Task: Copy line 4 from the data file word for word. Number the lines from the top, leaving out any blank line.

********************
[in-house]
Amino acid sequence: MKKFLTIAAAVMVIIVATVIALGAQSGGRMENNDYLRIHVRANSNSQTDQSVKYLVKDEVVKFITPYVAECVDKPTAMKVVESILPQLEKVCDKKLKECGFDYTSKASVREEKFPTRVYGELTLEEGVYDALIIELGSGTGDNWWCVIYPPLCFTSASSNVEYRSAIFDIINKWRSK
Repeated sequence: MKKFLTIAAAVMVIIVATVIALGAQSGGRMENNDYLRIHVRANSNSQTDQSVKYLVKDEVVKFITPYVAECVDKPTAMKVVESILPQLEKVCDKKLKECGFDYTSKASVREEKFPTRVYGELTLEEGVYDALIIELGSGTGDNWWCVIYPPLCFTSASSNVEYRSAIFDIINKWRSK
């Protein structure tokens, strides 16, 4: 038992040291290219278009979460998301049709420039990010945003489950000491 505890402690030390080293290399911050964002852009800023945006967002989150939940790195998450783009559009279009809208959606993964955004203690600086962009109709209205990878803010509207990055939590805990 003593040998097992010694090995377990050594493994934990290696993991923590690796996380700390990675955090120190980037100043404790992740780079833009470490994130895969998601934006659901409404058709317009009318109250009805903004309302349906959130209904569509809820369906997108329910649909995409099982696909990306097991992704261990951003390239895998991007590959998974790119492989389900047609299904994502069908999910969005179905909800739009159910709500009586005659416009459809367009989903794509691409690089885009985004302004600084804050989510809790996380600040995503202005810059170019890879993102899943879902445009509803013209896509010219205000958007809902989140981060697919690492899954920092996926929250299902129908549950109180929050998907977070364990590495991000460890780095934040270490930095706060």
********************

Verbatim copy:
């Protein structure tokens, strides 16, 4: 038992040291290219278009979460998301049709420039990010945003489950000491 505890402690030390080293290399911050964002852009800023945006967002989150939940790195998450783009559009279009809208959606993964955004203690600086962009109709209205990878803010509207990055939590805990 003593040998097992010694090995377990050594493994934990290696993991923590690796996380700390990675955090120190980037100043404790992740780079833009470490994130895969998601934006659901409404058709317009009318109250009805903004309302349906959130209904569509809820369906997108329910649909995409099982696909990306097991992704261990951003390239895998991007590959998974790119492989389900047609299904994502069908999910969005179905909800739009159910709500009586005659416009459809367009989903794509691409690089885009985004302004600084804050989510809790996380600040995503202005810059170019890879993102899943879902445009509803013209896509010219205000958007809902989140981060697919690492899954920092996926929250299902129908549950109180929050998907977070364990590495991000460890780095934040270490930095706060």